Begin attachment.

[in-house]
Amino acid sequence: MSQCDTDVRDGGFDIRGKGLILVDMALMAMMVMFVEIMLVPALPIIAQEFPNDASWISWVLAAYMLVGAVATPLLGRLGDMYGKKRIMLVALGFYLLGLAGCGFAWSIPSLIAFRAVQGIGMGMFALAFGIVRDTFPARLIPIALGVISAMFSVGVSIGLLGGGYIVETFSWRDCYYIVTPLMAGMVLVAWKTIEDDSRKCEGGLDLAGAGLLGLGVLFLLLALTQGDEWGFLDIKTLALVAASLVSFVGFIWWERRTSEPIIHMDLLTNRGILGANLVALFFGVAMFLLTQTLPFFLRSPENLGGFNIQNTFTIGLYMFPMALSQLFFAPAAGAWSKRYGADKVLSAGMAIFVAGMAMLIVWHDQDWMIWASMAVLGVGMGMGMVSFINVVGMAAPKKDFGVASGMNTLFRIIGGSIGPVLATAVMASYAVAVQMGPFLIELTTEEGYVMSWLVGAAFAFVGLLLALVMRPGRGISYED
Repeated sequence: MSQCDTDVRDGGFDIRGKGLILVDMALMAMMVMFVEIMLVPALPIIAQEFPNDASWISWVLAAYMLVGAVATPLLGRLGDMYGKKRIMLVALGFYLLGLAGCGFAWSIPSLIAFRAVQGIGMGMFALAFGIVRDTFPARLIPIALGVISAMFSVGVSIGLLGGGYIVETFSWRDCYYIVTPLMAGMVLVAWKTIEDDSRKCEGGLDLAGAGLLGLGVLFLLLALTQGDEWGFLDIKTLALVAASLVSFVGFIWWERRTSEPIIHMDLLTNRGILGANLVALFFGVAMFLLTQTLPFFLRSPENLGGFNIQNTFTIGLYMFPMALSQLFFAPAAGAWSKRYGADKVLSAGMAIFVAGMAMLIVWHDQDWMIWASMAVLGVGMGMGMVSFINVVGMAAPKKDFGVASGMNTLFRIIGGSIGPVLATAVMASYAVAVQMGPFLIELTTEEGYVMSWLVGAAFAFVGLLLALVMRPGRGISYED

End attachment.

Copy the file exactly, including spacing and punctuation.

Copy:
[in-house]
Amino acid sequence: MSQCDTDVRDGGFDIRGKGLILVDMALMAMMVMFVEIMLVPALPIIAQEFPNDASWISWVLAAYMLVGAVATPLLGRLGDMYGKKRIMLVALGFYLLGLAGCGFAWSIPSLIAFRAVQGIGMGMFALAFGIVRDTFPARLIPIALGVISAMFSVGVSIGLLGGGYIVETFSWRDCYYIVTPLMAGMVLVAWKTIEDDSRKCEGGLDLAGAGLLGLGVLFLLLALTQGDEWGFLDIKTLALVAASLVSFVGFIWWERRTSEPIIHMDLLTNRGILGANLVALFFGVAMFLLTQTLPFFLRSPENLGGFNIQNTFTIGLYMFPMALSQLFFAPAAGAWSKRYGADKVLSAGMAIFVAGMAMLIVWHDQDWMIWASMAVLGVGMGMGMVSFINVVGMAAPKKDFGVASGMNTLFRIIGGSIGPVLATAVMASYAVAVQMGPFLIELTTEEGYVMSWLVGAAFAFVGLLLALVMRPGRGISYED
Repeated sequence: MSQCDTDVRDGGFDIRGKGLILVDMALMAMMVMFVEIMLVPALPIIAQEFPNDASWISWVLAAYMLVGAVATPLLGRLGDMYGKKRIMLVALGFYLLGLAGCGFAWSIPSLIAFRAVQGIGMGMFALAFGIVRDTFPARLIPIALGVISAMFSVGVSIGLLGGGYIVETFSWRDCYYIVTPLMAGMVLVAWKTIEDDSRKCEGGLDLAGAGLLGLGVLFLLLALTQGDEWGFLDIKTLALVAASLVSFVGFIWWERRTSEPIIHMDLLTNRGILGANLVALFFGVAMFLLTQTLPFFLRSPENLGGFNIQNTFTIGLYMFPMALSQLFFAPAAGAWSKRYGADKVLSAGMAIFVAGMAMLIVWHDQDWMIWASMAVLGVGMGMGMVSFINVVGMAAPKKDFGVASGMNTLFRIIGGSIGPVLATAVMASYAVAVQMGPFLIELTTEEGYVMSWLVGAAFAFVGLLLALVMRPGRGISYED